Why One Researcher Thinks Mothers And Infants Should Share Beds

Guidelines on co-sleeping from the American Academy of Pediatrics and National Institute of Health are pretty clear: babies should sleep alone, on their backs, and far from any suffocation hazards like blankets, pillows or toys. According to the AAP, co-sleeping is the biggest risk factor for sleep-related infant death, or the unexpected death of a baby younger than a year old.

But James McKenna, director of the Mother-Baby Behavioral Sleep Laboratory at the University of Notre Dame, takes issue with this orthodoxy.

In a peer-reviewed report published in Acta Paediatrica, McKenna argues that we should return to “breastsleeping,” the act of combining breastfeeding with infant sleep, a co-sleeping model that mothers around the world have been practicing for thousands of years.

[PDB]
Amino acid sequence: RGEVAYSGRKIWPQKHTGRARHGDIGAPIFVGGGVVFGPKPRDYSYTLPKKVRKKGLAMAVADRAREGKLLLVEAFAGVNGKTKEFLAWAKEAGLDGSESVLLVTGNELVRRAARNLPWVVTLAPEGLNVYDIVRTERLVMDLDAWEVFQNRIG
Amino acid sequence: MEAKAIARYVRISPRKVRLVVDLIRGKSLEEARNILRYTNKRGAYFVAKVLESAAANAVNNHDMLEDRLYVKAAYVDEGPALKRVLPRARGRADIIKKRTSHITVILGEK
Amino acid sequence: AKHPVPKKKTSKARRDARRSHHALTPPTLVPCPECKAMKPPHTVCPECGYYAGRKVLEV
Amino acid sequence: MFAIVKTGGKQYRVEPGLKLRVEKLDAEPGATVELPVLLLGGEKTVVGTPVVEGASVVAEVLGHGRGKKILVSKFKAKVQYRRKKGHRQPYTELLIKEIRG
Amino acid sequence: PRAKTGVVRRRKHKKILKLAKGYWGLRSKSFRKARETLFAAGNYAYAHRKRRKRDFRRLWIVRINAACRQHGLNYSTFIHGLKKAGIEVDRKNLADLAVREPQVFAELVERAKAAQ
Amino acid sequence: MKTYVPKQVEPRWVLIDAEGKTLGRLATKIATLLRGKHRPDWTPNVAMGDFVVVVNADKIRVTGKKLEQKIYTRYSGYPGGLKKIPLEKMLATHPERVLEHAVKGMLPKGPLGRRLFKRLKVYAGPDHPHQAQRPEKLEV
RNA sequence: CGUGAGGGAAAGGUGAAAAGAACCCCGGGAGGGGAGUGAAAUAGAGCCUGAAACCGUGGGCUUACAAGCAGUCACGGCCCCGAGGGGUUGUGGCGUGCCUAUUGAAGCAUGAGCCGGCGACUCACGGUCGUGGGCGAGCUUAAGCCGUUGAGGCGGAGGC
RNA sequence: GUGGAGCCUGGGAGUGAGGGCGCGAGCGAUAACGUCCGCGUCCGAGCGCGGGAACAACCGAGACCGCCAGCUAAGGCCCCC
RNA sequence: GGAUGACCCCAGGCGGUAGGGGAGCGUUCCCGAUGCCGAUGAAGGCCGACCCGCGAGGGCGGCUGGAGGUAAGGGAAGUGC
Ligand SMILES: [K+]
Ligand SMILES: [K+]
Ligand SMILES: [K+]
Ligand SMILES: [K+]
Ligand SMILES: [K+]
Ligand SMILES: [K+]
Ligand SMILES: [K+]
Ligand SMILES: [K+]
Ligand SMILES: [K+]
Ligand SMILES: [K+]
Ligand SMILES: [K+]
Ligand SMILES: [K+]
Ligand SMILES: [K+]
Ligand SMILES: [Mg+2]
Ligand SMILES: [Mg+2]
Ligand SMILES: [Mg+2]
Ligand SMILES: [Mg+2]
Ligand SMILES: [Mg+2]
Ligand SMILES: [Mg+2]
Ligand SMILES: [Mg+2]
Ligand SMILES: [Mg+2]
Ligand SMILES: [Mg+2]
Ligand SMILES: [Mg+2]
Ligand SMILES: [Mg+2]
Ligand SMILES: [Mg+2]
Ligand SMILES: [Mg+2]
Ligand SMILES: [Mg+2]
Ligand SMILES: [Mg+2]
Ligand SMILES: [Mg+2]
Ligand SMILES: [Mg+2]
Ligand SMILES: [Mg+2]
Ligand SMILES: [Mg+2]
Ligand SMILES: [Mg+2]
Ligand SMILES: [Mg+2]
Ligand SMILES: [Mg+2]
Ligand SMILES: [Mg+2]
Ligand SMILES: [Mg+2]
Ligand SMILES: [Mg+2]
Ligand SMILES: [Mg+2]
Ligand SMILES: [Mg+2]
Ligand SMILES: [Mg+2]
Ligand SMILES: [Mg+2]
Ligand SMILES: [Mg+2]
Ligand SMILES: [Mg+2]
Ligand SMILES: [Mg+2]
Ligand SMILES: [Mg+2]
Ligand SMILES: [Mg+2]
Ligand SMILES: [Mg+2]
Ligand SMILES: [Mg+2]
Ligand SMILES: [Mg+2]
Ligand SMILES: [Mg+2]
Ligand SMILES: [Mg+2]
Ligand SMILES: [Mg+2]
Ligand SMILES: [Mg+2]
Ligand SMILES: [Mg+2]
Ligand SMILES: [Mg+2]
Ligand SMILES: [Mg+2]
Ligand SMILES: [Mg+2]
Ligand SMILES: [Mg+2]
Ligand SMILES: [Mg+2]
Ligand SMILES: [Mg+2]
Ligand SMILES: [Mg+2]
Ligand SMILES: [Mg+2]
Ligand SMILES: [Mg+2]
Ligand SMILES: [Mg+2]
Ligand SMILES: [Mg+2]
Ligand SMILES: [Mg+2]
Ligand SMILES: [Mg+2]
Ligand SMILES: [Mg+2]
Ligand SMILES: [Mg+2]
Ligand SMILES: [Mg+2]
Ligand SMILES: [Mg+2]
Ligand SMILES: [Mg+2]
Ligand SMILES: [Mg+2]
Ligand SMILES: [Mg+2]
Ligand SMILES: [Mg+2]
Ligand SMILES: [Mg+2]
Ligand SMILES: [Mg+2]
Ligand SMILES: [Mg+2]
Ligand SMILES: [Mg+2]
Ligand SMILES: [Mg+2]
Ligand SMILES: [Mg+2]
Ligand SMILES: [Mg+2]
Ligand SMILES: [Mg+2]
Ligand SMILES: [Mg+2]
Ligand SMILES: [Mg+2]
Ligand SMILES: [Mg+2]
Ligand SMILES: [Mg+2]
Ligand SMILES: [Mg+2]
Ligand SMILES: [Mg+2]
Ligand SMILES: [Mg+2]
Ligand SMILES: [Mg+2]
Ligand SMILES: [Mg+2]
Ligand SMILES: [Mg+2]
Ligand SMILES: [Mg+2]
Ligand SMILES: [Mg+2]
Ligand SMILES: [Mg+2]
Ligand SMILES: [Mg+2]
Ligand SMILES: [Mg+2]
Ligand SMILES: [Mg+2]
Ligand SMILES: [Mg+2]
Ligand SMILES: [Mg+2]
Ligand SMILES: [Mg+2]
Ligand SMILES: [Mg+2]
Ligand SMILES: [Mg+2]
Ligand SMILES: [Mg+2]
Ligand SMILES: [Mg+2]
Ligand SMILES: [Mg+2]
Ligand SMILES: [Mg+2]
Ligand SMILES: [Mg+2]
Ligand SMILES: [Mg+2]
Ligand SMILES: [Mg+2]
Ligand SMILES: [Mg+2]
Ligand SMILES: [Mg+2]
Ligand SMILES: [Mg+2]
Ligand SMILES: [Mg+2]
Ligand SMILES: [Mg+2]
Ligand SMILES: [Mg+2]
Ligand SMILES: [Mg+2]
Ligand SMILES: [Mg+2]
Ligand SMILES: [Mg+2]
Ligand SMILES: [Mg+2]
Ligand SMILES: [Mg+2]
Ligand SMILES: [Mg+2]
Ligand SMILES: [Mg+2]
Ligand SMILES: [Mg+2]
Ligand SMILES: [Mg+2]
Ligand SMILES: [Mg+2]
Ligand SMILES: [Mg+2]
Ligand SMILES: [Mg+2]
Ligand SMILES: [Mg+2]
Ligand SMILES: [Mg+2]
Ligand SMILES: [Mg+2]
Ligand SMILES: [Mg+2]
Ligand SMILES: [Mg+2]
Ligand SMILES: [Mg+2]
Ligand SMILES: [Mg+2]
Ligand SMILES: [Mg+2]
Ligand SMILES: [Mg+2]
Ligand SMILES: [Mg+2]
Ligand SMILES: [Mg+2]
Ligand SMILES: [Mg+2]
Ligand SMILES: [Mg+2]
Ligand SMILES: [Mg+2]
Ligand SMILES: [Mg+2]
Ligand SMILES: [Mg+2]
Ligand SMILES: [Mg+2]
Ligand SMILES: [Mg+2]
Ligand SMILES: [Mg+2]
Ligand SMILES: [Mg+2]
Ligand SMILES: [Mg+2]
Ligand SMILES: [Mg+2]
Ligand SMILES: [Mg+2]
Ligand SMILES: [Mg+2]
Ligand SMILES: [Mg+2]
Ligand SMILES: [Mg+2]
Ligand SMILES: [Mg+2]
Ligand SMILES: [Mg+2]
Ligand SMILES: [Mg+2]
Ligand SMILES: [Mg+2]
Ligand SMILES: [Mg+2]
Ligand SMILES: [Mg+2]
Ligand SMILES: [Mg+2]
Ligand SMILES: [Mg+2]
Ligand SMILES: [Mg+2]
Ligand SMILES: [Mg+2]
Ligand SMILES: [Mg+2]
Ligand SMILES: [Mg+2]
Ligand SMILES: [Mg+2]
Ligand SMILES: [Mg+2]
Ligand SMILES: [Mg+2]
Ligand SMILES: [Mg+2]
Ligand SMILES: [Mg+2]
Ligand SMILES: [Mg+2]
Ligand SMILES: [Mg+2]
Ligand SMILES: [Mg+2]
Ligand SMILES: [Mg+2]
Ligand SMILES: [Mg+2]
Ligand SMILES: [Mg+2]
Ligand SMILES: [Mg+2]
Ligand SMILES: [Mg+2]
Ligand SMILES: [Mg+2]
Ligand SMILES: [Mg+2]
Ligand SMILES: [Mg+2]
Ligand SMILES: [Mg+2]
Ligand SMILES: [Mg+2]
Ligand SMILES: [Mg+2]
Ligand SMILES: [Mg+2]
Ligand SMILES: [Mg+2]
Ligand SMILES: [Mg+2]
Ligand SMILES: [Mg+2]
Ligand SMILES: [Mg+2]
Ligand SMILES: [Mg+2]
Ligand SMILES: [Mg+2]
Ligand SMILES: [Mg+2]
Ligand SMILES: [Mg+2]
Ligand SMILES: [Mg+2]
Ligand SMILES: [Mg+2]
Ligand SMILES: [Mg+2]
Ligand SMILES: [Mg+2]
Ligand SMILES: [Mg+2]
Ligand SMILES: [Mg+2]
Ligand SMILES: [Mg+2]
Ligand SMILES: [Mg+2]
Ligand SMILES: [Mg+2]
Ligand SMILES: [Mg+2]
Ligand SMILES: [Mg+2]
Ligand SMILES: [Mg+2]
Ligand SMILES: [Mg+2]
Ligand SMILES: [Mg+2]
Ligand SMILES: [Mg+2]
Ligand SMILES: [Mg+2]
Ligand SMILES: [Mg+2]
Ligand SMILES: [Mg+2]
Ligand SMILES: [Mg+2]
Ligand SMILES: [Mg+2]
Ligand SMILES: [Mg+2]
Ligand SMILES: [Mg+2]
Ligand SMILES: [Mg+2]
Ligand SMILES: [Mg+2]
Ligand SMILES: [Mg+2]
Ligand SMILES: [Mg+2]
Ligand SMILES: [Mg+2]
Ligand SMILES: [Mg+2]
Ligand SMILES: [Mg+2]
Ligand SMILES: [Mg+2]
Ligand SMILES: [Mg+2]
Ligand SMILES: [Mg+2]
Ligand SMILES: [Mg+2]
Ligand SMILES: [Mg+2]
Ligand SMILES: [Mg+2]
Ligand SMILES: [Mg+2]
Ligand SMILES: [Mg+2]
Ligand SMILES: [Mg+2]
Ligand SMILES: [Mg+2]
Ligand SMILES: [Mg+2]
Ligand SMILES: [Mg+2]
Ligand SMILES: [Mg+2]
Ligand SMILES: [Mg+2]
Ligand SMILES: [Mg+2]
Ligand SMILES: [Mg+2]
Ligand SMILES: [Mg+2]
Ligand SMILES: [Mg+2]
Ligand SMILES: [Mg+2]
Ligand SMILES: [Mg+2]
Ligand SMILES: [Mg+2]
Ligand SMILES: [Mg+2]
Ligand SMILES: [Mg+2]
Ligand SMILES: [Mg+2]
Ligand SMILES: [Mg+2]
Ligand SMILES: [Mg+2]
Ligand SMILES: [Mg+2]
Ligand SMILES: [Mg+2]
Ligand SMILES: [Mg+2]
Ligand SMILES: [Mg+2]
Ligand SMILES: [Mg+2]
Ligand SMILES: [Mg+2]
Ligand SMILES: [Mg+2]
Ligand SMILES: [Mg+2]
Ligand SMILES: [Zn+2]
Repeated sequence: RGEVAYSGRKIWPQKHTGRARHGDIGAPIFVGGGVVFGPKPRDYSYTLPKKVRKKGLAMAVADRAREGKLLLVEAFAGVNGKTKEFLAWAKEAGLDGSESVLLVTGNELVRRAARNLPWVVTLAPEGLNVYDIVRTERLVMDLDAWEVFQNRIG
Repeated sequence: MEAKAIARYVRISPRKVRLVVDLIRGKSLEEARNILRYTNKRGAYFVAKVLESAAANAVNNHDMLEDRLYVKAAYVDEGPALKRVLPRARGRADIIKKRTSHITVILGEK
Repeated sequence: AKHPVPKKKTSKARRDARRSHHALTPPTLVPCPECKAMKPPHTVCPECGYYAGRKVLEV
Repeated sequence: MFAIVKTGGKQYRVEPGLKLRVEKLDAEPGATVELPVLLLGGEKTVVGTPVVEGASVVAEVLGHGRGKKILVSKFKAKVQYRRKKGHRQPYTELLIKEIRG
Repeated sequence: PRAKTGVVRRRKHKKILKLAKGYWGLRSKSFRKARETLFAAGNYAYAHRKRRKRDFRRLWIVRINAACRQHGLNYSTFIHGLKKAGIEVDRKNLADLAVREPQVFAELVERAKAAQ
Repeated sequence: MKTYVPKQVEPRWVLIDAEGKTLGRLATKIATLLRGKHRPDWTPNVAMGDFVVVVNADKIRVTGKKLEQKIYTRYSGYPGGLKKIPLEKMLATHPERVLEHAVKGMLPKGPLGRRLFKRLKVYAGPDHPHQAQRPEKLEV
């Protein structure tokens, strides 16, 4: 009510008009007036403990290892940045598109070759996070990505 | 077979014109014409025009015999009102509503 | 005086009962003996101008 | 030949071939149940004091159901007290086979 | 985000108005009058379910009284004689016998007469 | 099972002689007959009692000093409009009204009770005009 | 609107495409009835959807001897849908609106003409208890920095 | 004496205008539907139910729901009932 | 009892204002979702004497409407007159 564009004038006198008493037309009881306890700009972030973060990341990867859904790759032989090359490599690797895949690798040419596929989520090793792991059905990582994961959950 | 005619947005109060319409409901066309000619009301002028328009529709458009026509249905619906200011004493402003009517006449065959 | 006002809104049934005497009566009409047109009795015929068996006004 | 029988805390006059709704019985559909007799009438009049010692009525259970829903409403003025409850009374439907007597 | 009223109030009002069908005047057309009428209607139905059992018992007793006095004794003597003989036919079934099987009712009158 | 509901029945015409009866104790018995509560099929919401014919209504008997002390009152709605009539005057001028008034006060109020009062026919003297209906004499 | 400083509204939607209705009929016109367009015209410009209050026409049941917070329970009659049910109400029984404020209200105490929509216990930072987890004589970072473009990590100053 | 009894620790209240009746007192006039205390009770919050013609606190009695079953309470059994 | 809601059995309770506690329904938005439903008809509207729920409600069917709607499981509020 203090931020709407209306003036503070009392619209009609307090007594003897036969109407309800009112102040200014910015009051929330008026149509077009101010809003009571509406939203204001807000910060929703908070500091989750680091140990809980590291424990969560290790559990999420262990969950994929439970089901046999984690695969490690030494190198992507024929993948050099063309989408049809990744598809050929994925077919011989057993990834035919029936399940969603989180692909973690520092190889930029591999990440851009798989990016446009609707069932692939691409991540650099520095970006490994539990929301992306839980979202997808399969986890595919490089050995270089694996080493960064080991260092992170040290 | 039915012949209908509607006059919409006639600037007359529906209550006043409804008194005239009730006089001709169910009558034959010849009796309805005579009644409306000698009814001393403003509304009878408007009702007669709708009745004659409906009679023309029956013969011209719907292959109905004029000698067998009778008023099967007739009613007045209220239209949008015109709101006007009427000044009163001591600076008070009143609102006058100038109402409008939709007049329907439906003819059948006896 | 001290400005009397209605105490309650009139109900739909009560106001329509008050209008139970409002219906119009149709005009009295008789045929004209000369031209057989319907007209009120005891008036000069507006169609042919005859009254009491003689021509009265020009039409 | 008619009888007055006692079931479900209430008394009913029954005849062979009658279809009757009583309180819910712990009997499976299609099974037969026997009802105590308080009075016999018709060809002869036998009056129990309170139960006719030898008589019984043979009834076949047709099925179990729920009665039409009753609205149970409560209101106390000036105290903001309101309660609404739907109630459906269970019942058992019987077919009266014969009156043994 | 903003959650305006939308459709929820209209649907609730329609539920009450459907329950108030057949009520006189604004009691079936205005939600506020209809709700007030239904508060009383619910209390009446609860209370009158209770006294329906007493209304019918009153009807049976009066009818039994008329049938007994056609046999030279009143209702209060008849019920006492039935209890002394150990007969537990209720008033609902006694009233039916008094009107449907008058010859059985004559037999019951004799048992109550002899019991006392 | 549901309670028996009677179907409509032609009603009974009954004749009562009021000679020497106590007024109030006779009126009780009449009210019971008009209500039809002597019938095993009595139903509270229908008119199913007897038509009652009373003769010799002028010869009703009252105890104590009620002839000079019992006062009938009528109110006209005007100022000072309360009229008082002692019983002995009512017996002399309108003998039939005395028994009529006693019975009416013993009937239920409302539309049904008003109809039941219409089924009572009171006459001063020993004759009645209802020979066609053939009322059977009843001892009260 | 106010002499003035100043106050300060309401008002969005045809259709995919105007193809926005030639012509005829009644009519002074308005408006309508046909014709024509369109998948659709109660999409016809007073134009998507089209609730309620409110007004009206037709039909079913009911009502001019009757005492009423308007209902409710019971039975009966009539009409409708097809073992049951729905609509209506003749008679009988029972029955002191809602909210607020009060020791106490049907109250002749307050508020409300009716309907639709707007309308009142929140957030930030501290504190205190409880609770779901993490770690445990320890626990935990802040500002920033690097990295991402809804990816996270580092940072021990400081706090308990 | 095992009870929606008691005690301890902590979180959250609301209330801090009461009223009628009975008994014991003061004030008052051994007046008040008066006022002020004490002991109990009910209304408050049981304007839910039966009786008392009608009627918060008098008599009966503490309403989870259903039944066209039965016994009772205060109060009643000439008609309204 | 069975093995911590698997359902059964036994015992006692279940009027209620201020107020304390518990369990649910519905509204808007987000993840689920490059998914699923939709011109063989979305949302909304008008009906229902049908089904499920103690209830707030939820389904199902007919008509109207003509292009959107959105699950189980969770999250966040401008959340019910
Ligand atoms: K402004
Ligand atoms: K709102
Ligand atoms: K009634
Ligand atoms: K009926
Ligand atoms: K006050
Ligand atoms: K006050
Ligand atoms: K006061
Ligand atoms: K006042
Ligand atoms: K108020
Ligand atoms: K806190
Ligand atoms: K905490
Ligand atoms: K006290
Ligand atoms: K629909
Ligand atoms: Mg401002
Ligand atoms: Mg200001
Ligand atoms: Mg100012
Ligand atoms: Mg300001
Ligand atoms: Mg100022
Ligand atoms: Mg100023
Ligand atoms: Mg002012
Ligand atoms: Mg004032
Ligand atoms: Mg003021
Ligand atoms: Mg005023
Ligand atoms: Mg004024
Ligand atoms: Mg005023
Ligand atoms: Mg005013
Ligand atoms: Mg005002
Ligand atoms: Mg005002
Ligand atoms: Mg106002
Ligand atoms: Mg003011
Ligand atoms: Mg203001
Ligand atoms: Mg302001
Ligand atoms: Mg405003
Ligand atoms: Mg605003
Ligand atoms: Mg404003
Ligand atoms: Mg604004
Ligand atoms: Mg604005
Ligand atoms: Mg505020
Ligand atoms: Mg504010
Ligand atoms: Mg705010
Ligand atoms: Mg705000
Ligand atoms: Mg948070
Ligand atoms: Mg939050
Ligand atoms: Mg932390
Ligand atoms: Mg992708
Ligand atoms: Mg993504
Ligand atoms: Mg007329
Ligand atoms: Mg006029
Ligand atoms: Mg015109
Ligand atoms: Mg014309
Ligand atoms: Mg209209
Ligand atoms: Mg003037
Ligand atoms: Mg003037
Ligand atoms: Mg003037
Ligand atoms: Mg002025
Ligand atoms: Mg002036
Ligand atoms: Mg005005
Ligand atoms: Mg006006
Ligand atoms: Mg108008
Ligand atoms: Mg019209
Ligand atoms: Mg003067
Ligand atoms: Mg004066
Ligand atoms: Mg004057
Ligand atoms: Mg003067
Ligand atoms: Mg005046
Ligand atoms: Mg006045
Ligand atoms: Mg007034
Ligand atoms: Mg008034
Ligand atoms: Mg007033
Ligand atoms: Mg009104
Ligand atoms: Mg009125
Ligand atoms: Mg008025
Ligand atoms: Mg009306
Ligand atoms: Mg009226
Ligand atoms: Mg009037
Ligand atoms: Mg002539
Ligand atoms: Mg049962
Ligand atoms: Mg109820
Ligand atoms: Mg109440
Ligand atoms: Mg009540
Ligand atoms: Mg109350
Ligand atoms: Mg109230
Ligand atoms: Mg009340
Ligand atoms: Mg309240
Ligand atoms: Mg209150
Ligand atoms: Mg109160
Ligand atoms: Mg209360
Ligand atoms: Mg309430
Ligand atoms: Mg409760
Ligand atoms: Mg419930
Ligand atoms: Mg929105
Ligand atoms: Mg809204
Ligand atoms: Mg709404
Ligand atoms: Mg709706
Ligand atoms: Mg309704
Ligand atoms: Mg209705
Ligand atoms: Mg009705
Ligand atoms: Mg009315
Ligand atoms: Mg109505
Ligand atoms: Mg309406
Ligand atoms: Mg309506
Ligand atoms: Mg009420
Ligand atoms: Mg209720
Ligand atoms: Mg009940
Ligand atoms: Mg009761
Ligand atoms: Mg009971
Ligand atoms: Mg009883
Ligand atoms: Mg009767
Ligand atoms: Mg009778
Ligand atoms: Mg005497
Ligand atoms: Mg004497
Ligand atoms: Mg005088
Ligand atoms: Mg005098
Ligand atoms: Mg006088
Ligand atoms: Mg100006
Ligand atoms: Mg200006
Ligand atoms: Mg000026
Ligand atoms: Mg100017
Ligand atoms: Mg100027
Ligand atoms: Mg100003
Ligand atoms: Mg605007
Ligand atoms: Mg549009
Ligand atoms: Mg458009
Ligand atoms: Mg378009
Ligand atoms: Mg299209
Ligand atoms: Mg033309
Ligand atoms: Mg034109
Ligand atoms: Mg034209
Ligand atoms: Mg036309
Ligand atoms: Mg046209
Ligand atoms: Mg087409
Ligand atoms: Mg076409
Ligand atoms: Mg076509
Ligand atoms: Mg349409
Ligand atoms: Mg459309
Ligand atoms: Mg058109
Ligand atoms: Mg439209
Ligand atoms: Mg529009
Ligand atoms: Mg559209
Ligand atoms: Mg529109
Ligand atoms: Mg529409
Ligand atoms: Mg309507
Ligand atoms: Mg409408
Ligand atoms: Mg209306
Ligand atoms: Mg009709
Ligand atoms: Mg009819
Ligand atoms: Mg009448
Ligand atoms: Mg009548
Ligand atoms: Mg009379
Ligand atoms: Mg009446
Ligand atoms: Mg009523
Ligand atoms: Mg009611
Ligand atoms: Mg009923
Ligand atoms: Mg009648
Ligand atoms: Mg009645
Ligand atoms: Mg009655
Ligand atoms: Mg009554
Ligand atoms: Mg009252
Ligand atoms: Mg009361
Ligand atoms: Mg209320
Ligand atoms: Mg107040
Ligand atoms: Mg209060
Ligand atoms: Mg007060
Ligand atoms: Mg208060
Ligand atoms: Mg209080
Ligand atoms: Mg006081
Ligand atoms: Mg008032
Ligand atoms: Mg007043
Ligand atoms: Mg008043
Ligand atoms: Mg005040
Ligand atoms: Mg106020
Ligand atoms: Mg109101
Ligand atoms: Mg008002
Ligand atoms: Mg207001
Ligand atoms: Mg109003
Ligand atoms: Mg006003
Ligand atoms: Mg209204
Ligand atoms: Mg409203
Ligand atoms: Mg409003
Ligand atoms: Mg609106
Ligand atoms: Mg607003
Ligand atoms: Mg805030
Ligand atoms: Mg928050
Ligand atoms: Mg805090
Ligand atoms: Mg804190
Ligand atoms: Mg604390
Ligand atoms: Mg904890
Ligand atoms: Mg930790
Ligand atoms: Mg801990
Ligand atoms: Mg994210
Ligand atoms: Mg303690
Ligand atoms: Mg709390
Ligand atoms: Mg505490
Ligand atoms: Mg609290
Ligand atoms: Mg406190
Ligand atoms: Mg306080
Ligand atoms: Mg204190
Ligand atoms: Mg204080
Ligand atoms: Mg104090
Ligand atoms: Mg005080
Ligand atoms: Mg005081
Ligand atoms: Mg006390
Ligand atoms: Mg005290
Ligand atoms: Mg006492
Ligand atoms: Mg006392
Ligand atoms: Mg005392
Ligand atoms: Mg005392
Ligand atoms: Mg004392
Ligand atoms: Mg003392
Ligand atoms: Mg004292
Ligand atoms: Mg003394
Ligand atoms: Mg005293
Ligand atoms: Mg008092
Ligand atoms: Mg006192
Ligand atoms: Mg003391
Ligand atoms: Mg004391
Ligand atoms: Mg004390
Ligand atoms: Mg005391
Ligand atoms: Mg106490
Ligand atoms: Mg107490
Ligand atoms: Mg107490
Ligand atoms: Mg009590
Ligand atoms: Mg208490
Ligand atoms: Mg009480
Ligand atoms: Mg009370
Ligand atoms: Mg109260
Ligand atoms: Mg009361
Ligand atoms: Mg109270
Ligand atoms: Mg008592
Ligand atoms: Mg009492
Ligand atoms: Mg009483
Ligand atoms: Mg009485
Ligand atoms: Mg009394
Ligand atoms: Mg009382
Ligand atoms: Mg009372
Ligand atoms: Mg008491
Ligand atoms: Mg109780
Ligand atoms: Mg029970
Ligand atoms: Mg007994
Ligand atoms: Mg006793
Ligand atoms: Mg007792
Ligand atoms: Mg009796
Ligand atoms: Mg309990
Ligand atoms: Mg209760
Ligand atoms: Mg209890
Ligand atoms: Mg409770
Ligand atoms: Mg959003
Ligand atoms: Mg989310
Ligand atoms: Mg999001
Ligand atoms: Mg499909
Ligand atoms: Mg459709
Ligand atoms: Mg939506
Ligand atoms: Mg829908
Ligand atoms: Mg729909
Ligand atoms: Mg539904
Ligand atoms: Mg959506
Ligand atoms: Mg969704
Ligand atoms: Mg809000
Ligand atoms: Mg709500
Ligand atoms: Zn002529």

“It may be 2015, and we may live in an urban, industrial setting, but this breastsleeping system has been humankind’s oldest sleeping arrangement and feeding method,” McKenna told The Huffington Post.

Primarily, McKenna’s pro-bedsharing stance revolves around the importance of accessible and easy breastfeeding. Sharing a bed increases the number of times a mother will breastfeed her child during the night. According to previous research by McKenna that was published in the American Journal of Physical Anthropology, mother-infant pairs who shared a bed had twice the number of breastfeeding sessions during the night as those who slept apart.

“It is odd to think that on one hand the AAP recommends six months to a year of breastfeeding,” McKenna said. “And on the other hand they are trying to take away the very thing that makes many women achieve this goal: bedsharing.”

One of the other problems with the AAP’s hardline stance, according to McKenna, is that it frames bedsharing as a black-and-white issue and doesn’t leave any room for women —> Read More